Digital Democracy

Digitalization and the Public Sphere in Brazil

Fake News and the Public Digital Sphere – What Is the Impact of Disinformation in the Democratic Decision-Making Process?

Webinar about Fake News and the Present Contributions to the Public Sphere by the Academy in the Fight Against Disinformation

The contributions made by the academy for the debate on disinformation were the axis of the series of webinars Acting Against Fake News on Social Media. The event happened between the days of September 8th and 10th, and marked the beginning of actions that compose the project Digitalization and Democracy in Brazil, developed by the Department of Public Policy Analysis of Fundação Getulio Vargas (FGV DAPP), with the support from the Embassy of the Federal Republic of Germany. The conference and the table of the second day were organized around the theme Fake News and the Public Digital Sphere – What Is the Impact of the Disinformation in the Democratic Decision-Making Process?, with moderation from the journalist Tjerk Brühwiller, correspondent of Frankfurter Allgemeine Zeitung.

Professor Jeanette Hofmann, of the Institute WZB Berlin, was the keynote speaker of the day. She initiated her presentation addressing what she has named as a discrepancy between the public perception about the disinformation, and what is, in fact, empirically verified in the studies about the subject. According to her, even though it is not a new phenomenon, the way in which it occurs in the digital context is distinct. “It was connected to the State structures, tending to show how the State seeks to manipulate the people. Nowadays, we have the trolls who misrepresent, twist and drains the debate”, exemplify the researcher, identifying the individuals and the companies as news actors in the device of disinformation.

In Hoffman’s opinion, besides making explicit the complexity of the subject, the academy must invest in the elaboration of methodologies of research that are able to measure the diverse effects of disinformation. She cites Brazil as an example of this scenario, insofar as she observed more concentrated studies on the mechanisms of disinformation than on its effects. In her opinion, even in Europe, there is still a lack of verifiable categories that allow evaluating, for example, how much a campaign of disinformation might have affected the result of an election. However, she admits, “the fact that there are not verifiable categories does not mean that there are not risks or that they are not important.”

Through this presentation, other researchers deepened the discussion based on Brazilian particularities. The anthropologist Rosana Pinheiro Machado, of the University of Bath, presented results of an ethnography conducted in the Grande Porto Alegre (RS). The study showed how the engagement of production and circulation of content, often times fake news, must take into consideration its capacity of producing the sensation of belonging and recognition. People outside of the traditional instances of the public sphere started to make themselves political agents in a context marked by the crisis in the economy, in the public security, in the distribution of gender roles, and in the democratic conventions. “The top-down discussion might be useful for the political debate, but it is simplified in the academic environment. It is necessary to ‘complexify’ the agents”, concluded her.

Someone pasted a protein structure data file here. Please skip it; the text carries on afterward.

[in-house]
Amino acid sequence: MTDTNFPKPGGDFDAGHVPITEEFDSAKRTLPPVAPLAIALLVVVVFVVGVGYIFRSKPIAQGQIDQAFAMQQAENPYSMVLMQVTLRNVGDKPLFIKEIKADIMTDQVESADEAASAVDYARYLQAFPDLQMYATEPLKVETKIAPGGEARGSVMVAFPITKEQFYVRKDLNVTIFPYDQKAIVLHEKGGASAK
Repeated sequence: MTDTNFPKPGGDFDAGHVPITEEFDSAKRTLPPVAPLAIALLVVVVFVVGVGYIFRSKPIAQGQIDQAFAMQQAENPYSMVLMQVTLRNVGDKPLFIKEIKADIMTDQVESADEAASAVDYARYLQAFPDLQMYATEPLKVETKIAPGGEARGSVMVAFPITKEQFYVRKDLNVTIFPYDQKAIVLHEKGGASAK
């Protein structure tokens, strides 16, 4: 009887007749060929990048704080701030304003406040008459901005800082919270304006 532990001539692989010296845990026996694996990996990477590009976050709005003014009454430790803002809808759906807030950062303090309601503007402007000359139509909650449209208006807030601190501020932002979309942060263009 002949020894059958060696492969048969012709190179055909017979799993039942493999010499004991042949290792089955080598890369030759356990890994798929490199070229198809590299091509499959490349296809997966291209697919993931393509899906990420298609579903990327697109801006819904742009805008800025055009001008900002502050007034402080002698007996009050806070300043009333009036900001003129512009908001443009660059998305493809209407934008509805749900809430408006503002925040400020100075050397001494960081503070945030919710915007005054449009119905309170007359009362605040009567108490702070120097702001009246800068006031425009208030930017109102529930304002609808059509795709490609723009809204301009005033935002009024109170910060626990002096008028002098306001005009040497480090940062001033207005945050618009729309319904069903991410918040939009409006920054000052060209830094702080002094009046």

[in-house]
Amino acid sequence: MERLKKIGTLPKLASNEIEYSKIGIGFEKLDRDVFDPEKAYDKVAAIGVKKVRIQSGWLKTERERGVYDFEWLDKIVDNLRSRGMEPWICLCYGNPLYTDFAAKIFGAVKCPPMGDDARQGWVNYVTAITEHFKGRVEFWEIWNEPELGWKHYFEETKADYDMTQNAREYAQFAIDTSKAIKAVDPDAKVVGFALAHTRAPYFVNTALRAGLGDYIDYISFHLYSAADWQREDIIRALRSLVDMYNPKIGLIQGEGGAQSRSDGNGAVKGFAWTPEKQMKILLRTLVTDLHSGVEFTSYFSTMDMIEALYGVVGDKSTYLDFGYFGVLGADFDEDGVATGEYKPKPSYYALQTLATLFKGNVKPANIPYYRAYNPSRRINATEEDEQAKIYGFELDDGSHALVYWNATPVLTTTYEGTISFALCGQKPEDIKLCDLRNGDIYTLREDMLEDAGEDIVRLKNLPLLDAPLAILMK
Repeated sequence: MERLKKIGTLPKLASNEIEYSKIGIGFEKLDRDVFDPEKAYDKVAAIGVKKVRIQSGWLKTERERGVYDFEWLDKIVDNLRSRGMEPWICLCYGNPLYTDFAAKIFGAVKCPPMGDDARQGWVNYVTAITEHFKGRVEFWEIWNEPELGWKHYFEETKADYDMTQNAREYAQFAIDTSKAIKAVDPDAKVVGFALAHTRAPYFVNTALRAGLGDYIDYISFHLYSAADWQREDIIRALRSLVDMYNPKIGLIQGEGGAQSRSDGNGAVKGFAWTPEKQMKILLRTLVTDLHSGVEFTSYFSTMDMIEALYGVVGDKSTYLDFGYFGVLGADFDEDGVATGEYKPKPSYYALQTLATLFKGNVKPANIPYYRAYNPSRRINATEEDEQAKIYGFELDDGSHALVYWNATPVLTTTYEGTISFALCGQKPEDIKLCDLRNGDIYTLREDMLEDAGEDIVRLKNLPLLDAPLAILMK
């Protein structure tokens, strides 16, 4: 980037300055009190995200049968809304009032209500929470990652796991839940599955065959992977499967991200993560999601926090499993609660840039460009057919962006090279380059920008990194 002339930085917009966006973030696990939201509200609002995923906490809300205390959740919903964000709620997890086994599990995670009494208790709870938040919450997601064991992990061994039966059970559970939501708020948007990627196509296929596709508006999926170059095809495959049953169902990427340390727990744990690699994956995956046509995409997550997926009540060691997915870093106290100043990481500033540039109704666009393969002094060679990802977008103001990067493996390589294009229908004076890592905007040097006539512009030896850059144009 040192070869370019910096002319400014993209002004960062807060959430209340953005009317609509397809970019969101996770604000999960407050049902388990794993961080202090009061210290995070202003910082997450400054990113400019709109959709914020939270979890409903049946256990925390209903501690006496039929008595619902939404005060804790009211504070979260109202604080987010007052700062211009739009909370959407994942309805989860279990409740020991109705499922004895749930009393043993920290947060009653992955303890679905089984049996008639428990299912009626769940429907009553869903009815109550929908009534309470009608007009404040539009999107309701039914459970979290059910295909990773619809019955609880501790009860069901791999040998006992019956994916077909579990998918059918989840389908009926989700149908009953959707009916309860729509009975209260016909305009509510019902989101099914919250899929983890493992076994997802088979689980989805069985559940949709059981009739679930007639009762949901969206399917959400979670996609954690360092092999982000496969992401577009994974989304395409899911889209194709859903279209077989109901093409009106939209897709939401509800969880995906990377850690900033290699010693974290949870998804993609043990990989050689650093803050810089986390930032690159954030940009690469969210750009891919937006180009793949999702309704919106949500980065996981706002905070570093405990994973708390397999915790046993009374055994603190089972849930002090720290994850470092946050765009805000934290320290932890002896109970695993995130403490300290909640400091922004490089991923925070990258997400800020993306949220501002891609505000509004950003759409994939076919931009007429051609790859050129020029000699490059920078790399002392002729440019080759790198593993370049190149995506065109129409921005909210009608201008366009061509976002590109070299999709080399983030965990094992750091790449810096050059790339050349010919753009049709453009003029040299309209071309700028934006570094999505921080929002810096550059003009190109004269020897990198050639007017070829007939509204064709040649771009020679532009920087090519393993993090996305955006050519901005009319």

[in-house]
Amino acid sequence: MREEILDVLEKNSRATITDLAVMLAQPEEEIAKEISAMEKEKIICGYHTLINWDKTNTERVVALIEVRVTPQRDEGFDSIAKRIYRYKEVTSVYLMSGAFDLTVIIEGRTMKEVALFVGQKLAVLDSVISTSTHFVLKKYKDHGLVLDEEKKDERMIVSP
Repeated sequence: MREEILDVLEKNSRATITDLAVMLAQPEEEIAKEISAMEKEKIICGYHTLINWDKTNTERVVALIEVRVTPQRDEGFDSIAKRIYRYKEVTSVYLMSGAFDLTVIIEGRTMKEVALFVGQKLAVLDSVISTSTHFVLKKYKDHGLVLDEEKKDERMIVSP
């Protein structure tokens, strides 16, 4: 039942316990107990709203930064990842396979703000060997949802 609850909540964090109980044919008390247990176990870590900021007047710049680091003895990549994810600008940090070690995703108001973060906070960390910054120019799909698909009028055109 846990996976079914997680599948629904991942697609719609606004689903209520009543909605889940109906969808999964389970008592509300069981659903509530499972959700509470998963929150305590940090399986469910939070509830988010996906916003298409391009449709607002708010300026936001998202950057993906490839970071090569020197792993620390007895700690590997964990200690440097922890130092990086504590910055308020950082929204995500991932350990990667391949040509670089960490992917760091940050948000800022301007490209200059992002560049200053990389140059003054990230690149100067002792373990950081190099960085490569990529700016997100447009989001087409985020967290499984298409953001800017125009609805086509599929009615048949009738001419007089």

This scenario, in the opinion of Professor Wilson Gomes, of the National Institute of Science and Technology in the Digital Democracy (INCT. DD/UFBA), is conferred to the digital platforms a much more determining role in lawsuits in Brazil, for example, than in European countries such as Germany itself. He presented a series of aspects that tense up the analysis in the Brazilian context, among which are the level of disinformation and the political knowledge, the level of penetration of the digital platforms in the everyday life, the level of trust in the political institutions, and the level of tribalization (search for identity standards), besides the level of polarization marked, in the Professor’s words, by a situation in which “there is no one making bridges.”

Closing out the table, the director of FGV DAPP, Marco Aurelio Ruediger, ratified a need of forums that make explicit the complexity of the subject through multiple perspectives that can handle the variables that affect the engineering of disinformation. In his opinion, it is too simple to affirm that WhatsApp determined the presidential elections. On the other hand, the Professor defends the need to understand how the use of these and other platforms drew upon a concrete reality to produce narratives that gave support to the result of the lawsuit. These are the dynamics that the conducted discussions in the series of webinars were seeking to capture and, as if using a magnifying glass, to amplify, so that an even greater number of people can visualize and fortify the foundations of the democratic architecture. 



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